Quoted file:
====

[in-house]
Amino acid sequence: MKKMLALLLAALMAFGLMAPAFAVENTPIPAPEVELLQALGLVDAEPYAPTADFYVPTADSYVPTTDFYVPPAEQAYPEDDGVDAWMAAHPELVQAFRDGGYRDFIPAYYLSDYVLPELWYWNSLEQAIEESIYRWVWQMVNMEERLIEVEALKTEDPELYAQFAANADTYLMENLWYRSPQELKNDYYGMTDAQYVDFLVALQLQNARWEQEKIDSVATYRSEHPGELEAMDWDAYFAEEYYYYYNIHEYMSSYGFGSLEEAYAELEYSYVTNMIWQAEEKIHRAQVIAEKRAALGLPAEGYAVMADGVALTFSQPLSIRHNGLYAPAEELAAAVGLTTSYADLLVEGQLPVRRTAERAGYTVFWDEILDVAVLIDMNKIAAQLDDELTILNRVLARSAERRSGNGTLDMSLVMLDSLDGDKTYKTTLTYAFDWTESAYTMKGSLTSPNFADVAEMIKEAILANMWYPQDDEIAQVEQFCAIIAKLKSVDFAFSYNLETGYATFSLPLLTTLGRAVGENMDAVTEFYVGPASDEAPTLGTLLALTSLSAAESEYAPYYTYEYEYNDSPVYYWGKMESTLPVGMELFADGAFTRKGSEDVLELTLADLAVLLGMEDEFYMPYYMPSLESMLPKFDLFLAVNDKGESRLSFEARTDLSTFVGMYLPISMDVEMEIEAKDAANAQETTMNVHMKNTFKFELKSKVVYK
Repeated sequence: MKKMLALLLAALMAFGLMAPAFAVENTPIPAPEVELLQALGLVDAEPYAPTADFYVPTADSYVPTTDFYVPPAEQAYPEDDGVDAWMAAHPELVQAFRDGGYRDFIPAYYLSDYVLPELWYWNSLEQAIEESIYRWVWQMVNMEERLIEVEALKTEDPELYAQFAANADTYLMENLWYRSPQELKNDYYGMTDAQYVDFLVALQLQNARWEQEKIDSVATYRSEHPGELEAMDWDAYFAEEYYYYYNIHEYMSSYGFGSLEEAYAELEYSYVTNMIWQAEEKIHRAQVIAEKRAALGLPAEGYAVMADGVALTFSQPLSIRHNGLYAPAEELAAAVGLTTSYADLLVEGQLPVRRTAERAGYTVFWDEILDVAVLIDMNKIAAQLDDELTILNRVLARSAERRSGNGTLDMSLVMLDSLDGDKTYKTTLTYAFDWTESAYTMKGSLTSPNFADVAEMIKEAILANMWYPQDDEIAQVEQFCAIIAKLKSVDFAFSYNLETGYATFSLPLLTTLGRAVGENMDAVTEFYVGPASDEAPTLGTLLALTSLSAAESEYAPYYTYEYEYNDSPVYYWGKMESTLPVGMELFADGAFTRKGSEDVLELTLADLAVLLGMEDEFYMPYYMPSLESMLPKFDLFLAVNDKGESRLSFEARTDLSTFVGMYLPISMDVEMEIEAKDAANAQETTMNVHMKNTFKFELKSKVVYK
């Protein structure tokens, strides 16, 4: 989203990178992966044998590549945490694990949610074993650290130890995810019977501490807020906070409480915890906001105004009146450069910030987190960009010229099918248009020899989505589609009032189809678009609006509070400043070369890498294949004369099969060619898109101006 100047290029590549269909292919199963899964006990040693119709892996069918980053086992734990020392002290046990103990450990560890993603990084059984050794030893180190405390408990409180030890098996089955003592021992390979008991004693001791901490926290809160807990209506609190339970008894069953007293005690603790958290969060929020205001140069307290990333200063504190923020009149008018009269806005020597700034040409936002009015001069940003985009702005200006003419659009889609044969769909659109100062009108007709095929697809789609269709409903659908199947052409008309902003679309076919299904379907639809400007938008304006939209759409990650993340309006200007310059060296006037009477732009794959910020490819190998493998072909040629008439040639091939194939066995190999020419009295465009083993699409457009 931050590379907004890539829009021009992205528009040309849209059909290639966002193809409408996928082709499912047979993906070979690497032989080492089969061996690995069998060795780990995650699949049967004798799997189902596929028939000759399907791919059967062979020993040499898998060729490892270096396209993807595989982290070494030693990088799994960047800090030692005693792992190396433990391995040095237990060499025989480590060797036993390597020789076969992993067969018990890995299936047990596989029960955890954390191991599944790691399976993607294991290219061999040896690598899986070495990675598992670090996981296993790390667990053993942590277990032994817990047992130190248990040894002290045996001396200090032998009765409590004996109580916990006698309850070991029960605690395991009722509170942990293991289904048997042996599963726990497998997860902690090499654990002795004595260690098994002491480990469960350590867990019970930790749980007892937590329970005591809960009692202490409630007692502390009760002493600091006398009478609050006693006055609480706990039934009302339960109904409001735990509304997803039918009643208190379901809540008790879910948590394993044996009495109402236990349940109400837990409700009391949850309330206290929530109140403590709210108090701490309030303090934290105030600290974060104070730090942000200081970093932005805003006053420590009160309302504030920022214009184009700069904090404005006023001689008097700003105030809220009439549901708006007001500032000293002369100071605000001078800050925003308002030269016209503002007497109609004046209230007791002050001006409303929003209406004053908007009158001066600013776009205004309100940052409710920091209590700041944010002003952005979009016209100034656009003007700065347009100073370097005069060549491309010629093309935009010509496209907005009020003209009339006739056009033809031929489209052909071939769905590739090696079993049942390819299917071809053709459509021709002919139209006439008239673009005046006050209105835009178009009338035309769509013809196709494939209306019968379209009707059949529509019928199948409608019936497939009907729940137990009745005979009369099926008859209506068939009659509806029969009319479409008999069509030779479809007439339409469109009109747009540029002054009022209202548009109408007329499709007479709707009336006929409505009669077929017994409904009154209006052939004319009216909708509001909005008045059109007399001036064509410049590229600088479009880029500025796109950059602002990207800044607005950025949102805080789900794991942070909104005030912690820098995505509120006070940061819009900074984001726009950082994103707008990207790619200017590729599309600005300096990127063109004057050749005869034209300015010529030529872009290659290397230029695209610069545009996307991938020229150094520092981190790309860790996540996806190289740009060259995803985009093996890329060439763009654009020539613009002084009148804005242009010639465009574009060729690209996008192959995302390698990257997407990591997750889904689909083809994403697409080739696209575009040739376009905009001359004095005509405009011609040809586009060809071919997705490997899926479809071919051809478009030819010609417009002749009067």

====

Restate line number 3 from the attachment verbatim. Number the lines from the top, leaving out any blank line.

Repeated sequence: MKKMLALLLAALMAFGLMAPAFAVENTPIPAPEVELLQALGLVDAEPYAPTADFYVPTADSYVPTTDFYVPPAEQAYPEDDGVDAWMAAHPELVQAFRDGGYRDFIPAYYLSDYVLPELWYWNSLEQAIEESIYRWVWQMVNMEERLIEVEALKTEDPELYAQFAANADTYLMENLWYRSPQELKNDYYGMTDAQYVDFLVALQLQNARWEQEKIDSVATYRSEHPGELEAMDWDAYFAEEYYYYYNIHEYMSSYGFGSLEEAYAELEYSYVTNMIWQAEEKIHRAQVIAEKRAALGLPAEGYAVMADGVALTFSQPLSIRHNGLYAPAEELAAAVGLTTSYADLLVEGQLPVRRTAERAGYTVFWDEILDVAVLIDMNKIAAQLDDELTILNRVLARSAERRSGNGTLDMSLVMLDSLDGDKTYKTTLTYAFDWTESAYTMKGSLTSPNFADVAEMIKEAILANMWYPQDDEIAQVEQFCAIIAKLKSVDFAFSYNLETGYATFSLPLLTTLGRAVGENMDAVTEFYVGPASDEAPTLGTLLALTSLSAAESEYAPYYTYEYEYNDSPVYYWGKMESTLPVGMELFADGAFTRKGSEDVLELTLADLAVLLGMEDEFYMPYYMPSLESMLPKFDLFLAVNDKGESRLSFEARTDLSTFVGMYLPISMDVEMEIEAKDAANAQETTMNVHMKNTFKFELKSKVVYK